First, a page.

Self-centered post about a game I made.
METEOR! was the first LARP I wrote. I wrote it specifically to see how LARPs reacted. I took a bunch of eightiesish movie characters and rammed them into one game. People like Miyagi, Indiana Jones, Batman, Mr. T, and so on. Pretty much just wrote down their names, gave them some special abilities, and set up some basic plot things.
I ran it... and people loved it. They demanded I run it again. Then, again. Then, again. Now it has been run six times. It is almost certainly the LARP which has been run most frequently at WPI.
Personally, I hate it. The game is poorly designed and very GM-intensive. But the way it's designed, you can't simply add more GMs. So it's GM-intensive for no more than three GMs, and even that is pushing it. Which means that players spend a lot of time waiting and shouting, "GM! GM!"
More than that, the game is unbalanced and, due to the game mechanics, unbalanceable. It's a hideous mess.
It's popular for three reasons. First, it involves well-known icons. People already have emotional ties to these characters. This makes it very easy to get excited about playing them. Second, it has a lot of direct feedback as the GMs make shit up based on what you do. Lastly, I always run a "dead dog" where I explain what happened and people share stories. These three things contribute to a very emotionally "fun" game, even though the gameplay blows, half the game is waiting for a GM, and nobody has any useful directives or objectives.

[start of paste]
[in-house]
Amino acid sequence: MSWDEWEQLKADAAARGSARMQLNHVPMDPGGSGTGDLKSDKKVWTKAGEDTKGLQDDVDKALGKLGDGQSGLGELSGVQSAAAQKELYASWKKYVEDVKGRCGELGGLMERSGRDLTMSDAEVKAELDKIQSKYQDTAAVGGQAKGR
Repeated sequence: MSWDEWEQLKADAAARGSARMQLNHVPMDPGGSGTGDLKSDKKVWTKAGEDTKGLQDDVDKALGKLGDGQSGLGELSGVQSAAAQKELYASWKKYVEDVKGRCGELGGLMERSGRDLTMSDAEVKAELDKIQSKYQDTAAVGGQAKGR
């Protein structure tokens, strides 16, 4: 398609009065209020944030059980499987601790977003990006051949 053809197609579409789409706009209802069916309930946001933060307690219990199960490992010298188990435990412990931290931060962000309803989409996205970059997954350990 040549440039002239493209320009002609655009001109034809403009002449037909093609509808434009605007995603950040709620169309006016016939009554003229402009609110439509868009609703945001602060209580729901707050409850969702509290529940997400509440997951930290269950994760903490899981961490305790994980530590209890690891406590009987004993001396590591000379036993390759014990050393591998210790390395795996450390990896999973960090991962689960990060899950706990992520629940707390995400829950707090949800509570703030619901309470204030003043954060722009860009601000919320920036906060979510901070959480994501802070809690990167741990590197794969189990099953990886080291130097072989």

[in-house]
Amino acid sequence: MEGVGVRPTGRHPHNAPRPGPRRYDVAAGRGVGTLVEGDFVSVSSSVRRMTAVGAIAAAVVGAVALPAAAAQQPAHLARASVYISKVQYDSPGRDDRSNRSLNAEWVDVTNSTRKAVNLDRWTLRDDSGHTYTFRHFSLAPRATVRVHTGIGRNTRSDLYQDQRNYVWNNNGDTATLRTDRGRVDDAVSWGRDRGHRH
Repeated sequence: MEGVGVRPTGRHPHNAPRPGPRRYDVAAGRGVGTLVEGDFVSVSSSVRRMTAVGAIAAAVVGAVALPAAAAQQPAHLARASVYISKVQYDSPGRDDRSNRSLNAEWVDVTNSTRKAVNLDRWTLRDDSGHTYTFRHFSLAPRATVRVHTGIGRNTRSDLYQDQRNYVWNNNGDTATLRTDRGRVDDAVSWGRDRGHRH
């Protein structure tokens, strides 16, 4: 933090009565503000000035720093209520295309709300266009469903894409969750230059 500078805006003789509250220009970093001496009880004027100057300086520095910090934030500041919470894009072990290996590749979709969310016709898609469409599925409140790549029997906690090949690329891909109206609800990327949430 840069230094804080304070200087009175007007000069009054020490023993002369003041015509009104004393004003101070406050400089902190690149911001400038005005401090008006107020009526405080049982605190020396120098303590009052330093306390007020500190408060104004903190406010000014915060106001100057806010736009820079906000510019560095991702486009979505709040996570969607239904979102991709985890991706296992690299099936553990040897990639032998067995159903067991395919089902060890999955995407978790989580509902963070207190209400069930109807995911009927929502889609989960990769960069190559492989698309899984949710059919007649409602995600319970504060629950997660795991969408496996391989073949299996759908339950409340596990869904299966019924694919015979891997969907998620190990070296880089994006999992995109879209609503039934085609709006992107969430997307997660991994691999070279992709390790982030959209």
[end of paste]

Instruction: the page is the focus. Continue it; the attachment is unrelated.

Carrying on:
In the first runs, there were only about five villains. This led to a rapid "shaking out" into good guys and bad guys. Both groups had some internal strife, but not much, because they were focused on defeating the other team. The nature of the game usually led to the realization that whoever gets a cool doodad first wins, so both teams go about exploring the "cool doodad" part of the game. Which is exceedingly GM intensive.
Because the villains almost always grouped into one giant team (occasionally with an outlier), this always led to one titanic battle at the end of the game. The villains, I found, rarely had nearly as much fun as the protagonists. They spent the whole game running and lurking.
For the most recent rewrite, I increased the number of villains from five to seven, and added five "gray" characters. Sure enough, the villains and non-villains mingled better. The villains were not forced to lurk nearly as much, and I think they had a better time.
However, because they did not team up into the monolithic "team evil", there was no single confrontation. Instead, the various plots went off every half-hour or so for the duration of the last two hours. While this pleased the villains, the heroes were left flat. There was a continuous rain of evil, and putting out fire after fire isn't made much fun by the rules. Also, when to end the game was difficult to decide, because there was no final confrontation. This fact was exacerbated by the high player count, which meant there were more teams and confusion.